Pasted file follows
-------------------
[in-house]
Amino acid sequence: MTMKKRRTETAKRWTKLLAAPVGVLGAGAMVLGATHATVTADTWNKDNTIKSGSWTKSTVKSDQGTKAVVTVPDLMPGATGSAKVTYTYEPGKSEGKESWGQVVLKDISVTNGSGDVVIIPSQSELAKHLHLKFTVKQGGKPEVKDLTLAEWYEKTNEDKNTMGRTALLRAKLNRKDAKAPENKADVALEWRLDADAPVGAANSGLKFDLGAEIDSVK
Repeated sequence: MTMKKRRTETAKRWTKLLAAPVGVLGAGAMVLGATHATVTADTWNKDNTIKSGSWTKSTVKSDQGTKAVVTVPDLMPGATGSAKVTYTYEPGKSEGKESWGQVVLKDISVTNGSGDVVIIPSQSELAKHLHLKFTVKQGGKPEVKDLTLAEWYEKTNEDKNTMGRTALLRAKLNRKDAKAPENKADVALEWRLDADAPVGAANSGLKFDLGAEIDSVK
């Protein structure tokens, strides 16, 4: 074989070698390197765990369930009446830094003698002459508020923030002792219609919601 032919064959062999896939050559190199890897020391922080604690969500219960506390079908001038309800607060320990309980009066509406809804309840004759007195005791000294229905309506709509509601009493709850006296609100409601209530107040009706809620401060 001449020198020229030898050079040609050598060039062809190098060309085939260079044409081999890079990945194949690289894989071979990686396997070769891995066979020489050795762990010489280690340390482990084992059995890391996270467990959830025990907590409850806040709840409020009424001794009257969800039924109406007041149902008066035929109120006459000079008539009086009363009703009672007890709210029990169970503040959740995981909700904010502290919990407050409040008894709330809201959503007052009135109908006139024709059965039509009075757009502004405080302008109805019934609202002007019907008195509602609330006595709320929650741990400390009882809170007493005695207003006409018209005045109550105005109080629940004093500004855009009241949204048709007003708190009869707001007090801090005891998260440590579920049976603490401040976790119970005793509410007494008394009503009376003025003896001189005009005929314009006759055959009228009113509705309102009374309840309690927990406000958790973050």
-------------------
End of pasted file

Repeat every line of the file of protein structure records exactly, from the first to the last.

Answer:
[in-house]
Amino acid sequence: MTMKKRRTETAKRWTKLLAAPVGVLGAGAMVLGATHATVTADTWNKDNTIKSGSWTKSTVKSDQGTKAVVTVPDLMPGATGSAKVTYTYEPGKSEGKESWGQVVLKDISVTNGSGDVVIIPSQSELAKHLHLKFTVKQGGKPEVKDLTLAEWYEKTNEDKNTMGRTALLRAKLNRKDAKAPENKADVALEWRLDADAPVGAANSGLKFDLGAEIDSVK
Repeated sequence: MTMKKRRTETAKRWTKLLAAPVGVLGAGAMVLGATHATVTADTWNKDNTIKSGSWTKSTVKSDQGTKAVVTVPDLMPGATGSAKVTYTYEPGKSEGKESWGQVVLKDISVTNGSGDVVIIPSQSELAKHLHLKFTVKQGGKPEVKDLTLAEWYEKTNEDKNTMGRTALLRAKLNRKDAKAPENKADVALEWRLDADAPVGAANSGLKFDLGAEIDSVK
């Protein structure tokens, strides 16, 4: 074989070698390197765990369930009446830094003698002459508020923030002792219609919601 032919064959062999896939050559190199890897020391922080604690969500219960506390079908001038309800607060320990309980009066509406809804309840004759007195005791000294229905309506709509509601009493709850006296609100409601209530107040009706809620401060 001449020198020229030898050079040609050598060039062809190098060309085939260079044409081999890079990945194949690289894989071979990686396997070769891995066979020489050795762990010489280690340390482990084992059995890391996270467990959830025990907590409850806040709840409020009424001794009257969800039924109406007041149902008066035929109120006459000079008539009086009363009703009672007890709210029990169970503040959740995981909700904010502290919990407050409040008894709330809201959503007052009135109908006139024709059965039509009075757009502004405080302008109805019934609202002007019907008195509602609330006595709320929650741990400390009882809170007493005695207003006409018209005045109550105005109080629940004093500004855009009241949204048709007003708190009869707001007090801090005891998260440590579920049976603490401040976790119970005793509410007494008394009503009376003025003896001189005009005929314009006759055959009228009113509705309102009374309840309690927990406000958790973050």